Tesla chief executive Elon Musk is asking a federal judge to nullify a subpoena from securities regulators and throw out a 2018 court agreement in which he had to have someone pre-approve his posts on Twitter.
In a motion filed on Tuesday in US District Court in Manhattan, Musk lawyer Alex Spiro contends that the subpoena from the US Securities and Exchange Commission has no basis in law.
He also says the SEC cannot take action about Mr Musk’s tweets without court authorisation.
Mr Spiro says the SEC has used the court agreement “to trample on Mr Musk’s First Amendment rights and to impose prior restraints on his speech”.
The SEC has in the past denied issuing subpoenas in the Musk Twitter case.
The dispute, which had been limited to letters to Judge Alison Nathan this year, stems from an October 2018 agreement in which Mr Musk and Tesla each agreed to pay 20 million dollars in civil fines over his tweets about having the money to take Tesla private at 420 dollars per share.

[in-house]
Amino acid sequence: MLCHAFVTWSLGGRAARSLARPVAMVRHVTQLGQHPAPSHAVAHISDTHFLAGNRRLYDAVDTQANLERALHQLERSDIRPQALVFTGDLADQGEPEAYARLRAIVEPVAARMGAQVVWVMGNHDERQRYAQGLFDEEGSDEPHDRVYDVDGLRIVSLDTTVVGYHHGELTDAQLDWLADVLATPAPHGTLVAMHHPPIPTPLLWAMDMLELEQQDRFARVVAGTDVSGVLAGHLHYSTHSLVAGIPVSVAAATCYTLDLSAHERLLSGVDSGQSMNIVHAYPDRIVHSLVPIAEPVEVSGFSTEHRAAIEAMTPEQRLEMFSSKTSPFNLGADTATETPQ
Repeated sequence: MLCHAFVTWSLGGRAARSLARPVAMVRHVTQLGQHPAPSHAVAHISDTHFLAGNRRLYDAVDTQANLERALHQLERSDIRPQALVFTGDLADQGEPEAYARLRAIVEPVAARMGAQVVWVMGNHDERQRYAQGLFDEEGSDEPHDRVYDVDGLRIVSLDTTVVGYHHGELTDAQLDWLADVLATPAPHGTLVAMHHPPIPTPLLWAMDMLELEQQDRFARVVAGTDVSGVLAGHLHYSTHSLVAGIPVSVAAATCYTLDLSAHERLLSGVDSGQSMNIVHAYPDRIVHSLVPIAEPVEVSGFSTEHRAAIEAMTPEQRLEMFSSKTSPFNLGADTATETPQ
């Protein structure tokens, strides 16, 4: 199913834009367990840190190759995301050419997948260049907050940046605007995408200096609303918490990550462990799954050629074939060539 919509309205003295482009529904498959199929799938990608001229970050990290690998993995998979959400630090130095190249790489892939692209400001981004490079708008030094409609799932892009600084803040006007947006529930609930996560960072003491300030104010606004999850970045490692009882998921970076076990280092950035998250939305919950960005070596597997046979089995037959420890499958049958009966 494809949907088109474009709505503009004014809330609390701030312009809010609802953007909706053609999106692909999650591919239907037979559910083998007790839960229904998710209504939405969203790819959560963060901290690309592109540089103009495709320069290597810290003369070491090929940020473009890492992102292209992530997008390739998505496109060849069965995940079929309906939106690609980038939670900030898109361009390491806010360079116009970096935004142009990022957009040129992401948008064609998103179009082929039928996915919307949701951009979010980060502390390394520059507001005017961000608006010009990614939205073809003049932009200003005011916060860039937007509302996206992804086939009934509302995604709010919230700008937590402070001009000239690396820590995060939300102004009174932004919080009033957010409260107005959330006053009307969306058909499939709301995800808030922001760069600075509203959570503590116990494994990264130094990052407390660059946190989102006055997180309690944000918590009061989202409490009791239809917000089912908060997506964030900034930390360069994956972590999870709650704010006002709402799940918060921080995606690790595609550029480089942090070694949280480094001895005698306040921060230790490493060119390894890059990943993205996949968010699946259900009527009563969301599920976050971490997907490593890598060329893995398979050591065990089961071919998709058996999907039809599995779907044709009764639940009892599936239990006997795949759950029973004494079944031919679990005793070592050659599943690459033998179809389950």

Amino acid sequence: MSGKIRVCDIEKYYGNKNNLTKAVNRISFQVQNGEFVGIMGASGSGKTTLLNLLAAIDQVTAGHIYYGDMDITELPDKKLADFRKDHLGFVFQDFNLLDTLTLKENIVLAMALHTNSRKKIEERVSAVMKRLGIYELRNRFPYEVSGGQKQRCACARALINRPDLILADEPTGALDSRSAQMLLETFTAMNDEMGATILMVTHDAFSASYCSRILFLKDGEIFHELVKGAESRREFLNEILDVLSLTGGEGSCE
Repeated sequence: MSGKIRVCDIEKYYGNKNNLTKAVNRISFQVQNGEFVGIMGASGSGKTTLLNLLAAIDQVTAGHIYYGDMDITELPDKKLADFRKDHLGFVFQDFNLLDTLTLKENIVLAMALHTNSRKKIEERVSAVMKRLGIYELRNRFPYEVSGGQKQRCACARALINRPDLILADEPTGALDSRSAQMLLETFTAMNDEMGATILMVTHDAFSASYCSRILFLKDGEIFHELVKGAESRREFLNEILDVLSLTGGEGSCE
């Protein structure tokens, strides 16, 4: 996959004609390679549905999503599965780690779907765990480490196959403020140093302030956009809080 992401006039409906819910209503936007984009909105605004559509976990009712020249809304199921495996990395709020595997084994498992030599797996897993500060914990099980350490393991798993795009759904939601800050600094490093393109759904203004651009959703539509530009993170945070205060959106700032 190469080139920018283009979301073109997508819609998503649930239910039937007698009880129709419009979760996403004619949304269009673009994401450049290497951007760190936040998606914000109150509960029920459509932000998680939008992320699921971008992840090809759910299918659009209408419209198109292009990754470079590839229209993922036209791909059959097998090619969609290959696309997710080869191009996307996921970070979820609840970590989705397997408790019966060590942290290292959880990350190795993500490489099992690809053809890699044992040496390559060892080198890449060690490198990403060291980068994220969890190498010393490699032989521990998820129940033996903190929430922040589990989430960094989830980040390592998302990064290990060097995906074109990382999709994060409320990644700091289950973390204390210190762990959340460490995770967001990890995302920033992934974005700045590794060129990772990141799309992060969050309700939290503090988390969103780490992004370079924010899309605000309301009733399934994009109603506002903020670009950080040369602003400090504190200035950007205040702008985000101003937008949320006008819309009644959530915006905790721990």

The funding was far from secured and the company remains public, but the tweet drove up the stock price.
The settlement specified governance changes, including Mr Musk’s removal as board chairman, as well as pre-approval of his tweets.
Mr Spiro’s motion asks Judge Nathan to scrap the agreement, alleging the SEC is using it and “near limitless resources” to chill Mr Musk’s speech.
It says Mr Musk signed the agreement when Tesla was a less mature company and SEC action jeopardised the company’s financing.
It says the SEC subpoenaed Tesla in November after Mr Musk tweeted about a plan to sell 10% of his Tesla stock to pay taxes.
The subpoena sought information about whether he received approval from Tesla before his tweets, and how the firm complied with the court agreement.
Mr Spiro contends the subpoena is one in a “winding parade” of investigations into Mr Musk and his companies that are being done without factual basis.